Many people ask me about the difference between adopting a female puppy and adopting a male puppy. Let's take a look into this question...

First of all I would like to say that I think the one big reason that people normally prefer a female is because they are afraid that a male will hike his leg and pee all over their house. And I will be totally honest here, if you do not get a male neutered by 6 months of age, he will do just that. He will hit puberty and feel the need to mark his territory.
BUT... if you get a male puppy neutered by 6 months of age, which is usually required by a good breeder, than you will not have this problem!!! There is one exception in which an issue may arise even if your male is neutered, and that is if you adopt a second adult male into the home. In some circumstances they will feel the need to dominate over each other and mark their belongings. But again, get them neutered by 6 months and everything should be sunshine and lollipops!
Males usually get the back burner in litters and it really saddens me, as some of our best pups have been males. They are very devoted and look just as cute in a leather jacket as girls look in a dress lol.
I would be totally lost without my little guy!! My male is not neutered, obviously, and he does hike his leg, but is trained to only do it outside or in his potty box. This was a really hard training task by the way, but it is possible if you are diligent. I won't go into that right now. But again, I can assure you that adopting a male should not be feared. We have adopted out many many males and have yet to be notified of any issues. My parents have one of our males from Patsy. He is over 2 years old now and has never once had any potty issues. Ever since day one of them taking him home, he has used his potty pad and does not hike his leg. He was neutered by 6 months of age.
Same goes with females... If you do not get them spayed in a timely matter they will go through "PMS" just like humans. They will get crampy, grumpy, and bleed all over your house. They may also have bladder incontinence. And also worth the mention is the group of stray males they will attract to your front door lol.
So you see that in either case of adoption, you have issues and spay/neutering on time is a good idea. And females hitting puberty may even be more of a bother than males. We suggest spaying females between 7 & 9 months of age. Before 7 months, your puppy has not fully developed her organs. Spaying early can possibly stunt organ growth and cause cancer. So she may go into heat before you get her spayed. If your female does go through a heat before you get her spayed, buy her a diaper, pamper her, and wait out the storm.. but don't give her chocolate lol.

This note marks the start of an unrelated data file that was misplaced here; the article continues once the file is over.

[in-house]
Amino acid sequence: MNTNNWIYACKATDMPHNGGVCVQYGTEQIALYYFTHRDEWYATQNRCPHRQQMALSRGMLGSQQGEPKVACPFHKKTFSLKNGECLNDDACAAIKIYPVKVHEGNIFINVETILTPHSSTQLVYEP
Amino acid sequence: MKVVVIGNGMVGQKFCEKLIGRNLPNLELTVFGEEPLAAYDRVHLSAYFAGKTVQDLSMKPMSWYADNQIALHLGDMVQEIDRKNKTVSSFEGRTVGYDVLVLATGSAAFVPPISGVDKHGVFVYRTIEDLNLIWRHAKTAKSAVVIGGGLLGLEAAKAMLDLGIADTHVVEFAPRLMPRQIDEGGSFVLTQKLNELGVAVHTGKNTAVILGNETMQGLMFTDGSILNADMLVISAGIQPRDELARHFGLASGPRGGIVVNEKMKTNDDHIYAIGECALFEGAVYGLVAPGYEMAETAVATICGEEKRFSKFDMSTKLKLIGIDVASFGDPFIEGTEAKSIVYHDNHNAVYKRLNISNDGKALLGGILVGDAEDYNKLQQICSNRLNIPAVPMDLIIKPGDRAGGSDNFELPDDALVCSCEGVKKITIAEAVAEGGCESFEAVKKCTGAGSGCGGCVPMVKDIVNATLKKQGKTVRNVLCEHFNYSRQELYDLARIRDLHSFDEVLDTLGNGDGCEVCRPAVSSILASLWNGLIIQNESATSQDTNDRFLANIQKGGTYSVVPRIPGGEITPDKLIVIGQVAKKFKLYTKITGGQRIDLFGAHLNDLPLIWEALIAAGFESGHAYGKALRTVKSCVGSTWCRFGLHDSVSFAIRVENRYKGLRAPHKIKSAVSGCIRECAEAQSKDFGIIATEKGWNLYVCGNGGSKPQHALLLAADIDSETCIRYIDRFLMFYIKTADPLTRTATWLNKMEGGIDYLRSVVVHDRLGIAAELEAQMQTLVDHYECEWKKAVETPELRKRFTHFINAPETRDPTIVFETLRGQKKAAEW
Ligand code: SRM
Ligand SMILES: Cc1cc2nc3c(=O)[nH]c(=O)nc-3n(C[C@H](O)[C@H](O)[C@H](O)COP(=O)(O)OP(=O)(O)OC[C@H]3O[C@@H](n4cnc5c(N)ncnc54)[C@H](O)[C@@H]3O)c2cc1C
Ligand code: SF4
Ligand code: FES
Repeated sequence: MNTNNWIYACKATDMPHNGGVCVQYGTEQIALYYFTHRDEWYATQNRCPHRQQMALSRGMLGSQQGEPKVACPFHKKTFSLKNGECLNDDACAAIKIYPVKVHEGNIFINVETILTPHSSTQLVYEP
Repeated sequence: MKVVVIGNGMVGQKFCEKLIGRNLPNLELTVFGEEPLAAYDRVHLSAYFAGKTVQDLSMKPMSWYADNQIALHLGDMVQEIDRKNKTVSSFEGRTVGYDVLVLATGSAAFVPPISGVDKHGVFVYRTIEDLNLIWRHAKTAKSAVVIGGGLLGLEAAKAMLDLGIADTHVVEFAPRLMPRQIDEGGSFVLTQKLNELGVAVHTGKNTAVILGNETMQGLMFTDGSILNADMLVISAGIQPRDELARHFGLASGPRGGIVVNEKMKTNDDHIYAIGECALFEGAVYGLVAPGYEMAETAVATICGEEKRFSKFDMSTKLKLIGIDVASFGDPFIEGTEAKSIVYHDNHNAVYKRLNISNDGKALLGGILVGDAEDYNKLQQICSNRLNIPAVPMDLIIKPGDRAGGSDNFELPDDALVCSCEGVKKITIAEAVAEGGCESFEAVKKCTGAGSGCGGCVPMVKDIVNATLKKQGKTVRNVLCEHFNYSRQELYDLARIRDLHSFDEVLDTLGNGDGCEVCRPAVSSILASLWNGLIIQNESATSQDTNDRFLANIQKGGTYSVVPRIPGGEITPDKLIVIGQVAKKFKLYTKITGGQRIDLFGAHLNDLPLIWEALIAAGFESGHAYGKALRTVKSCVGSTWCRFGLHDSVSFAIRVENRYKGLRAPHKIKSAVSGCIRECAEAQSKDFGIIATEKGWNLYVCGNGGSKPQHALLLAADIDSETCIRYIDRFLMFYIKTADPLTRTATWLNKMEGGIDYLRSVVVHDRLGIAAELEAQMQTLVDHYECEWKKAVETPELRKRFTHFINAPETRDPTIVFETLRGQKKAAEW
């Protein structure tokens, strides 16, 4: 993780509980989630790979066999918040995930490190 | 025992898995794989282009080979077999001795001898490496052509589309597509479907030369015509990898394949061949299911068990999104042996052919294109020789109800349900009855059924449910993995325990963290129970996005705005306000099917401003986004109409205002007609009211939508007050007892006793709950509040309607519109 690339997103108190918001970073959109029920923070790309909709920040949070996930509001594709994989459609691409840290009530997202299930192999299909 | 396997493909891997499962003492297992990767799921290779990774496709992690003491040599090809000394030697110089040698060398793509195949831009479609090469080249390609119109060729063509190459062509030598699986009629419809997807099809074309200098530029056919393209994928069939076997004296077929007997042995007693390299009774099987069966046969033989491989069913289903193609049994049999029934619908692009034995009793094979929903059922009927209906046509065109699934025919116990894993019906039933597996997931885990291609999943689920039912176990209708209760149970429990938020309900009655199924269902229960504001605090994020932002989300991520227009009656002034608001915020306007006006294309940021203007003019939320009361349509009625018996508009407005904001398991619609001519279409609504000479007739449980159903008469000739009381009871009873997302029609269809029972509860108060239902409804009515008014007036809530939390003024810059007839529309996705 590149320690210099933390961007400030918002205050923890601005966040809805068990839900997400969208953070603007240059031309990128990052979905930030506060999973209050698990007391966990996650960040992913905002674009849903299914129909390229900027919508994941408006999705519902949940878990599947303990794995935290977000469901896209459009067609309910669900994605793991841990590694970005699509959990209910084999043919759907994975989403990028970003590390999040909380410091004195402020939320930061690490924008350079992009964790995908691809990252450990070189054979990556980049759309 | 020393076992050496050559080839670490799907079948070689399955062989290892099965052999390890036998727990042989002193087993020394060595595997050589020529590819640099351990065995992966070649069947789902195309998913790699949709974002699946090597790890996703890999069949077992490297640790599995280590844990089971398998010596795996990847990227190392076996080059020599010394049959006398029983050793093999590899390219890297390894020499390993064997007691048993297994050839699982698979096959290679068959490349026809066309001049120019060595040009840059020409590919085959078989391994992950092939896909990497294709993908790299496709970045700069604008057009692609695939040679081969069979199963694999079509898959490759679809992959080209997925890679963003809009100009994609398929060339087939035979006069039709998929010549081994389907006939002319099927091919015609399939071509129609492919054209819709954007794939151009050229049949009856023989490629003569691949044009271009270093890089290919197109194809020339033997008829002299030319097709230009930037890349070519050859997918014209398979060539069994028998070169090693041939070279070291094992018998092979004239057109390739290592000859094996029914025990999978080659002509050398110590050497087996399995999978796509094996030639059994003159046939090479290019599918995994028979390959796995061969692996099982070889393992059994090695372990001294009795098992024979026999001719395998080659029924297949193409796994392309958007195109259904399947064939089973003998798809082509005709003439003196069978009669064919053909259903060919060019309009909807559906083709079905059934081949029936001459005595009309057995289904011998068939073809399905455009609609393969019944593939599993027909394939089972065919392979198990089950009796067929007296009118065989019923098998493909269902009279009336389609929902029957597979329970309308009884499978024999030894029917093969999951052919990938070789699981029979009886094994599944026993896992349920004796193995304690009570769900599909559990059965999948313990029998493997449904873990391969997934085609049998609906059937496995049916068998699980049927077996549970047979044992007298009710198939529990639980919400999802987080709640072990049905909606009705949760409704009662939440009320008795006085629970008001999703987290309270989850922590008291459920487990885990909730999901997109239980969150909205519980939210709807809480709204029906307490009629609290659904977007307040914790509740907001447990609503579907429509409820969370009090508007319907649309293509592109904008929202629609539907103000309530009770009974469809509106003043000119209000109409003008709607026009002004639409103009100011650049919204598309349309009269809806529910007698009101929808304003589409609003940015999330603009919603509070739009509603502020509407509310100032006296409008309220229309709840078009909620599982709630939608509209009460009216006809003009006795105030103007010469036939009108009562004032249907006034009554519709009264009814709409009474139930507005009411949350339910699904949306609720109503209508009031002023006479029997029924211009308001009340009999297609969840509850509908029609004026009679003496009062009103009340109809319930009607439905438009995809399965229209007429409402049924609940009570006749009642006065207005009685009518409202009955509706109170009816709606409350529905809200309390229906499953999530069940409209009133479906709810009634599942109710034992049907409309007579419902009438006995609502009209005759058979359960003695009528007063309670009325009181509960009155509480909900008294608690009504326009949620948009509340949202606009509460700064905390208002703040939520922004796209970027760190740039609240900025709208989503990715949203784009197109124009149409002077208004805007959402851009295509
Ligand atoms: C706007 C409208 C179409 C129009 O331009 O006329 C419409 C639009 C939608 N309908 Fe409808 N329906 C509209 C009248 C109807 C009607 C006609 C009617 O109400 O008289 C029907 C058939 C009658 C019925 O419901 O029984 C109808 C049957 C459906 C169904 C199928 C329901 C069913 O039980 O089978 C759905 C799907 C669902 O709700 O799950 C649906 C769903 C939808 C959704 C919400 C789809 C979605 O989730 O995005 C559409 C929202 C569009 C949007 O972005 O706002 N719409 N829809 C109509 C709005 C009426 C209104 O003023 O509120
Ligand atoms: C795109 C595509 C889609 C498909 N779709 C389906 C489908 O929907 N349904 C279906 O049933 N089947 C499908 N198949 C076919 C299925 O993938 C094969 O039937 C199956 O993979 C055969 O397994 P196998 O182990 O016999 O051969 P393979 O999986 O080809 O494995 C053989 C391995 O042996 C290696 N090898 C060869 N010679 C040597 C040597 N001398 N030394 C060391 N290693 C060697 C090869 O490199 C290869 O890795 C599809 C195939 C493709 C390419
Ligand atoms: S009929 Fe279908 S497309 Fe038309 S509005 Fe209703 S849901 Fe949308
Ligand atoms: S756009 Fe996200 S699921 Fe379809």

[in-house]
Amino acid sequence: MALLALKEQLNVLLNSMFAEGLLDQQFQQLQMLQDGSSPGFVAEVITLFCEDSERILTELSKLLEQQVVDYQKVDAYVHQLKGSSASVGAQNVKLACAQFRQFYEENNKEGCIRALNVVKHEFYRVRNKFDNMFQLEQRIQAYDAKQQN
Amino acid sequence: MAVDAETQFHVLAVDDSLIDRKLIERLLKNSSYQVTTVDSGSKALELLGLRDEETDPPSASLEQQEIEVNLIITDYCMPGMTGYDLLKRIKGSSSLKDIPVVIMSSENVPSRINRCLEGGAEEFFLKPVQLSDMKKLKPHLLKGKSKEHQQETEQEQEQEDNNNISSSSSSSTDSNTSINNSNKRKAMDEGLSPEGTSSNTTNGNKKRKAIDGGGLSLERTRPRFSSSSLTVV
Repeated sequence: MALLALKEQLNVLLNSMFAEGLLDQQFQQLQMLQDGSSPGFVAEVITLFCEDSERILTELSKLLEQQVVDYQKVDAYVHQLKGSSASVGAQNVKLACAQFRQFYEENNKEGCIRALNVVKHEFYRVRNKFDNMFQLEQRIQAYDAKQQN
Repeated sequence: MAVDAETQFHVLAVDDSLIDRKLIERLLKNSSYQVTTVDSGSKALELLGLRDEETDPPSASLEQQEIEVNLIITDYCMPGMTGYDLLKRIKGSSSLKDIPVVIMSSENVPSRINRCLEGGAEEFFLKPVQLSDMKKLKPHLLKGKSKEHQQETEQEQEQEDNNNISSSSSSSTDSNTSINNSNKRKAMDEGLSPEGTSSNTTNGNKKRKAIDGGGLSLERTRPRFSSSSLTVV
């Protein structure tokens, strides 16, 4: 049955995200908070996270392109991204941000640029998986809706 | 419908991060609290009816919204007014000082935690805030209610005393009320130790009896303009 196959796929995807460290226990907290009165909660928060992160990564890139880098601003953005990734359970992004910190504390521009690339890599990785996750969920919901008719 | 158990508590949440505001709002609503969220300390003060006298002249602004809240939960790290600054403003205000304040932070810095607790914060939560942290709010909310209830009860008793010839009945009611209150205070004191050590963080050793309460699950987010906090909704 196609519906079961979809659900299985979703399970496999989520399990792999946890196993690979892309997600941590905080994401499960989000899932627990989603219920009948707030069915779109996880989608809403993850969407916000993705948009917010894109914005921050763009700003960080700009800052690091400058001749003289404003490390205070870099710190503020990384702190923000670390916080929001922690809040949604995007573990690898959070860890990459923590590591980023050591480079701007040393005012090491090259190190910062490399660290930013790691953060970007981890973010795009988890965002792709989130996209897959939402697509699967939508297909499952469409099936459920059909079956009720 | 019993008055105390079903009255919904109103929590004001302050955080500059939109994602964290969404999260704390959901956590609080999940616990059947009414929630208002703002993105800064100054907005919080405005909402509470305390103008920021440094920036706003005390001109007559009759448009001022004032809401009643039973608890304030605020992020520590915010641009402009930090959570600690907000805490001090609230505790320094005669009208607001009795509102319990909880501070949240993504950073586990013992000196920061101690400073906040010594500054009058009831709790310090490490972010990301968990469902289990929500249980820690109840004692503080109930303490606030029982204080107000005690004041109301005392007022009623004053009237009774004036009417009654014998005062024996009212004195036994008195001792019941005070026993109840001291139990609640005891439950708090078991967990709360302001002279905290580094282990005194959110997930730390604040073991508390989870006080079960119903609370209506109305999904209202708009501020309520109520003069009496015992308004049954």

Disposition.. What is the difference in attitude and disposition between males and females?? Not much here either. Either way you go, both have a very loving and devoted nature...
Although, females do tend to be a little more protective over their owner/home. A female might be more likely to be restless and voiceful, especially when company comes over. And a male is more likely to be more laid back and cuddly. Our girls cuddle but are very aware of any noises or cars pulling into the driveway. They will run and look right away. My male is my right hip. He will cuddle and stay with me all day. He is aware of any noises or visitors but will not leave my side.
Cute pink little dresses!! Many people choose a female because they can not resist the cute, pink, little dresses and foo~foo hair accessories lol.
This is probably the biggest reason our females go first. I totally understand the need for fluffy and pink!! But let me add that males are just as fun to accessorize! You have tiny bibs, tuxedos, and Mr. Roger sweaters! Plaid, green, blue, and skulls! Don't forget the Harley jacket and glasses! Boys are just as much fun- no doubt!!
Of course every dog and puppy is different. You can't really label a certain sex in any way. Both are delightful in many ways and both also have their downsides. So it really does not matter which sex you choose. So, please stay open minded in your decision of adopting.

These comments only reflect what we believe to be usual behavior in observing and raising of our Maltese.

Copyright Little Maltese 2014